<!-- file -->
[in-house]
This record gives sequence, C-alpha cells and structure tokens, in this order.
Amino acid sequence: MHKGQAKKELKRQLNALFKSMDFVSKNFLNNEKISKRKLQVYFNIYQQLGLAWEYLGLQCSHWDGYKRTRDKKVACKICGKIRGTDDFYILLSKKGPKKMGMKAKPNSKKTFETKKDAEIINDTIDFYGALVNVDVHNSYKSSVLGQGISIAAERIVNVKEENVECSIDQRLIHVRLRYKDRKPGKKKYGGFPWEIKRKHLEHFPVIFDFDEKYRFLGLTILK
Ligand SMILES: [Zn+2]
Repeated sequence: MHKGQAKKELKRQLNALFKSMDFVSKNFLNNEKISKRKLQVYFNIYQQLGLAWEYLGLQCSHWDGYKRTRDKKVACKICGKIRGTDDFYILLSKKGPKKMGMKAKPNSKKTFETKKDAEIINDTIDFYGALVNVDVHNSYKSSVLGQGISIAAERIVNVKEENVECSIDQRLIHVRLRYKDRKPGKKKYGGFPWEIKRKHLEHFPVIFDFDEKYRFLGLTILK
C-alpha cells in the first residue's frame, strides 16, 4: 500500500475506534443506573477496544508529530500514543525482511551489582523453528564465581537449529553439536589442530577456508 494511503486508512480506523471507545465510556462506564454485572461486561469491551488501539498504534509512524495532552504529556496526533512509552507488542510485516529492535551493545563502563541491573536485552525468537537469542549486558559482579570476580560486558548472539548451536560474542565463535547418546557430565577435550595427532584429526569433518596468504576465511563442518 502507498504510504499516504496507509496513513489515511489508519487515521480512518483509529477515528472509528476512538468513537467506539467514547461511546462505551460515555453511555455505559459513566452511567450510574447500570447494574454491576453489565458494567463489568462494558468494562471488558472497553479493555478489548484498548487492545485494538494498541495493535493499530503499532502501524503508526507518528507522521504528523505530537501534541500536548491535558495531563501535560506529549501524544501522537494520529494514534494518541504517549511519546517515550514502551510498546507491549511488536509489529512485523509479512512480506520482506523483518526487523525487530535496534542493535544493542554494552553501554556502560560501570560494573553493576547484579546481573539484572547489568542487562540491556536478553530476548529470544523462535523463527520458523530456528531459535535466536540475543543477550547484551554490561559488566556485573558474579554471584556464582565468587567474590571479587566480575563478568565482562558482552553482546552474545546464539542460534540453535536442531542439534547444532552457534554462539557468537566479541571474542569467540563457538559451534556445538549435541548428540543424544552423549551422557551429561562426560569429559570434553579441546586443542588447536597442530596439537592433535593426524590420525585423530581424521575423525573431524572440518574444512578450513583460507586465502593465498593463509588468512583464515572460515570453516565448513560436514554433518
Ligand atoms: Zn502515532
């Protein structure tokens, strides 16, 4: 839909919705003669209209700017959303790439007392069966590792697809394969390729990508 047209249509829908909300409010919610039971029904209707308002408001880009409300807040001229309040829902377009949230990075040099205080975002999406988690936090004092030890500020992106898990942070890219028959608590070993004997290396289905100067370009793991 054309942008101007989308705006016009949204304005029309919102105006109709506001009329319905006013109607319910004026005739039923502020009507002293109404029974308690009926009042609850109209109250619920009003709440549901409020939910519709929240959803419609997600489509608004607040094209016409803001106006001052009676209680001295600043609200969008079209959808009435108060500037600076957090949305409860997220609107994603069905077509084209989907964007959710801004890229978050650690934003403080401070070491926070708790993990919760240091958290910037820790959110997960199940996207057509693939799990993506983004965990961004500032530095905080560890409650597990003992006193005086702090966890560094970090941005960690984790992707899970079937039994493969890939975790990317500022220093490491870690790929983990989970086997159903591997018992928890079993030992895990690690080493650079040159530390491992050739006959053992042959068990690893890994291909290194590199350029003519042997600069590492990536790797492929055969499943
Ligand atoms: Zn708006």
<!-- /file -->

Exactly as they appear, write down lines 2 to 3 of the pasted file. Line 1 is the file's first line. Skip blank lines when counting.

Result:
This record gives sequence, C-alpha cells and structure tokens, in this order.
Amino acid sequence: MHKGQAKKELKRQLNALFKSMDFVSKNFLNNEKISKRKLQVYFNIYQQLGLAWEYLGLQCSHWDGYKRTRDKKVACKICGKIRGTDDFYILLSKKGPKKMGMKAKPNSKKTFETKKDAEIINDTIDFYGALVNVDVHNSYKSSVLGQGISIAAERIVNVKEENVECSIDQRLIHVRLRYKDRKPGKKKYGGFPWEIKRKHLEHFPVIFDFDEKYRFLGLTILK